Photos courtesy of Jennifer Scheib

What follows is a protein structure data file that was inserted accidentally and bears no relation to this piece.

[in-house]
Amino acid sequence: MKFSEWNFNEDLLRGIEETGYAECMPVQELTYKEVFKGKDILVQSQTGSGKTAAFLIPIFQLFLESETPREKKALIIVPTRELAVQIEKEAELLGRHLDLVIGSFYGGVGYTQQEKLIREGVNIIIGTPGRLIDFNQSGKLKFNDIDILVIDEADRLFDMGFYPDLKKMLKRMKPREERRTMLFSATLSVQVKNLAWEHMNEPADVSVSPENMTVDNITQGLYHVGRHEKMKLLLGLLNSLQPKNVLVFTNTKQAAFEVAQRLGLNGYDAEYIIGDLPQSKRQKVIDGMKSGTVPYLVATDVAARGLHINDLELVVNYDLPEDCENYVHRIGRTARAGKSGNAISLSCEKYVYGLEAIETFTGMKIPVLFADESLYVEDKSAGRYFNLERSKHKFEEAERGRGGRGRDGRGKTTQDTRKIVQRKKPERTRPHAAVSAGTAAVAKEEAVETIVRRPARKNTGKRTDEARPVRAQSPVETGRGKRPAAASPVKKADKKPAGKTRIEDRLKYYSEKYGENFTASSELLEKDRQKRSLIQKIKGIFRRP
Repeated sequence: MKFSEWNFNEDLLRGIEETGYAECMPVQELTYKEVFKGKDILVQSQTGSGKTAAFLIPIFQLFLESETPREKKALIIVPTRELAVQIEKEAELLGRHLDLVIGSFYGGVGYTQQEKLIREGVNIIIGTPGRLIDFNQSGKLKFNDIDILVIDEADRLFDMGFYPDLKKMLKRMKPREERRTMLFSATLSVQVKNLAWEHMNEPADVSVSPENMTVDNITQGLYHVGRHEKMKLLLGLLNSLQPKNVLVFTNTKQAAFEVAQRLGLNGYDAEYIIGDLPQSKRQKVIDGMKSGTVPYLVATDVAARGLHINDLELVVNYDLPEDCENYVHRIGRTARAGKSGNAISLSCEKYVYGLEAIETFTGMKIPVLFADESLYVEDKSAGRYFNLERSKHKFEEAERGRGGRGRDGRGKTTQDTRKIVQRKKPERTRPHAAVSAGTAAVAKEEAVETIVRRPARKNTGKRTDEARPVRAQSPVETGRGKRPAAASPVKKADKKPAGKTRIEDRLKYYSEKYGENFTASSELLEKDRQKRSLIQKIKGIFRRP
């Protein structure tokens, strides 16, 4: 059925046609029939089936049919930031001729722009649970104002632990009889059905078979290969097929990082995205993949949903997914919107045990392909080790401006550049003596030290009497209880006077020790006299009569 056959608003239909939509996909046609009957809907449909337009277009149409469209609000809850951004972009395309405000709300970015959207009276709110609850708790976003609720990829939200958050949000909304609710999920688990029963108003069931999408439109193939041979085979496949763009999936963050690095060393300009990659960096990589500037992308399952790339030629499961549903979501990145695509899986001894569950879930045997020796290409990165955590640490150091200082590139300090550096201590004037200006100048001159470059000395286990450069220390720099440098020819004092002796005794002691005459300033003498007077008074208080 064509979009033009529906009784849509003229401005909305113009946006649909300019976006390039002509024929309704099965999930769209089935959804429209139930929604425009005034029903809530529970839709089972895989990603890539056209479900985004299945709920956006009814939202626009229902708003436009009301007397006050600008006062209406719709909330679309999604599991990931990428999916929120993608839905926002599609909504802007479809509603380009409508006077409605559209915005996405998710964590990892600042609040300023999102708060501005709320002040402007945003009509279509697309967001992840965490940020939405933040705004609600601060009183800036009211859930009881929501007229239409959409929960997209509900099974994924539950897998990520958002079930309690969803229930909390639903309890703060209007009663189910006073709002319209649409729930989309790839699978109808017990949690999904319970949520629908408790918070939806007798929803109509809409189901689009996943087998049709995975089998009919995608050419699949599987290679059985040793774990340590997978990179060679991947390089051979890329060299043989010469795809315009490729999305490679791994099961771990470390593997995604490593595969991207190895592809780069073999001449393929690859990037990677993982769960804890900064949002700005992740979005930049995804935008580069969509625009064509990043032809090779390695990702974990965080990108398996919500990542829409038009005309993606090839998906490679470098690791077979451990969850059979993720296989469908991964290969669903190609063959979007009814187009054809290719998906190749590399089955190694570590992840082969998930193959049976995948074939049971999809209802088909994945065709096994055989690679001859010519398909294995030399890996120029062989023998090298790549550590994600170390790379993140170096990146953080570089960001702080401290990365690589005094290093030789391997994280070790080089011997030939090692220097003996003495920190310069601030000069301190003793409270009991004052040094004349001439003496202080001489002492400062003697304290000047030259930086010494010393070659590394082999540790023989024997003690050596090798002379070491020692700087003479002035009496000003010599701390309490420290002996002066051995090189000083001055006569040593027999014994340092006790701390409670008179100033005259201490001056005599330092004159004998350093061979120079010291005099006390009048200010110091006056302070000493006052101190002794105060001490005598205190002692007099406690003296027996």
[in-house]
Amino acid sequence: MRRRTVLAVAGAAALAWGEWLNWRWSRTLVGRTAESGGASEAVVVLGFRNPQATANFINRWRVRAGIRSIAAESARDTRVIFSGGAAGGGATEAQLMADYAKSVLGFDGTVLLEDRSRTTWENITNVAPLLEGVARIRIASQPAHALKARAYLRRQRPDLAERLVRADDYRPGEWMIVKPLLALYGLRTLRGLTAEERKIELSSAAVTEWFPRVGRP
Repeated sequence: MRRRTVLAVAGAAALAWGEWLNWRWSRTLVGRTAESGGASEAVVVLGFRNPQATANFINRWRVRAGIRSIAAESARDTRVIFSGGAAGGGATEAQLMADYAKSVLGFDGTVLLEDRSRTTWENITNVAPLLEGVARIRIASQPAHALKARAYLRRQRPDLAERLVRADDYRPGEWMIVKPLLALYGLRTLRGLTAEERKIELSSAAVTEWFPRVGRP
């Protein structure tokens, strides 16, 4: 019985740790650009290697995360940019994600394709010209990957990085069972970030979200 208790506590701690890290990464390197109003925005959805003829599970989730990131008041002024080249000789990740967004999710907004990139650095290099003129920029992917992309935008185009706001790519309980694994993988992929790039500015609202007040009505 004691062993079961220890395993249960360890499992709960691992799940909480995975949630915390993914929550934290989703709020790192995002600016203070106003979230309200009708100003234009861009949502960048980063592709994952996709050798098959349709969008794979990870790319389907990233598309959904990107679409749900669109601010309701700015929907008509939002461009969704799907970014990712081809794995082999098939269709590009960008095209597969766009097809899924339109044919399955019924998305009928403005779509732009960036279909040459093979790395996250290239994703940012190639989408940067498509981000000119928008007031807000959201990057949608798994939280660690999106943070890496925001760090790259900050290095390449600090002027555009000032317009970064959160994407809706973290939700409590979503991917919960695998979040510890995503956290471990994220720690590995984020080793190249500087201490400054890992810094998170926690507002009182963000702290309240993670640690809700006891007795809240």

2016, it has been said, has been a pretty garbage year. The division between Americans is greater than ever in living memory, the incoming president’s speeches resemble a series of Cards Against Humanity jokes strung together, intolerance is at the forefront of global conversation, and each week a living legend lives no longer. Here we are, nearing the end (beginning?) or our long, international nightmare; and now, like a ‘too-soon’ joke at a funeral, the Christmas season is upon us. Put simply, this is a uniquely difficult time to put on a holiday show,particularly if you have something potentially impactful to say. As luck has it, it just so happens that Charles Dickens, who himself forced one class to engage with another, already wrote a pretty perfect Christmas-themed response to societal division, and he did so with wit and a warm heart. Enter the Steel City Shakespeare Center’s production of A Christmas Carol. This show is breezy, lighthearted, and – this is essential – for everyone: “Since producing A Christmas Carol the first time last year, the world seems to have become a more complicated place,” writes Jeffrey Chips, founder of SCSC and director of the production. “As we gather to experience this stripped-down retelling of a story we truly love to tell, let us remember…that we are more alike than different.” This director’s note written in the show’s playbill is the production’s exclusive moment of sobriety. SCSC’s Carol is the kind of show that, in the most honest sense, is just happy to be there. A narrated visual retelling of Dickens’ book, the production uses 4 lightly costumed performers (Jessica Schiermeister, Michael Mykita, Tonya Lynn and Jeffrey Chips), each of whom bounce between roles and narration duties. Originally performed at the historic Heathside Cottage, the actors would gently lead the audience from room to room as each new ghost was introduced, as if it were the world’s friendliest haunted house. What the show lacks in production values it compensates for with raw spirit, and the play has a pleasant sandbox quality to it. Actors makes use of a variety of toys and simple props breathe life into the production – a toy train whistle is memorably used to introduce the first ghost. Audience participation is encouraged, but not required, and the performers are careful not to impede the flow of the play to keep the show succinct and with energy. Chips and the cast clearly want their show to be fun, friendly and engaging, and there’s something to be said for the ‘we’re going to have fun doing this and you should too’ mentality of storytelling. As such, SCSC’s production will best serve families and larger groups of audience members. If there is an Achilles Heel to the show, it’s that a present, actively engaged audience is paramount to its success. This is not a show that exists easily in a vacuum, and a limited turnout can kneecap the experience. SCSC’s A Christmas Carol is a playful production of an old classic, and its earnest ‘come one, come all!’ vibe makes it feel like community theater comfort food. It was Dickens’ goal in writing A Christmas Carol to connect a desperate lower class with its more affluent brethren, and to instill empathy in a society that lacked it. SCSC’s production, then, is like a friendly neighbor offering kind words during a difficult time. The scale is different, but the sentiment is all the same. Special thanks to the Steel City Shakespeare Center for complimentary press tickets. Unfortunately A Christmas Carol has already closed but stay tuned for more from Jeffrey Chips and the gang. For more information, click here. Photos courtesy of Steel City Shakespeare Center.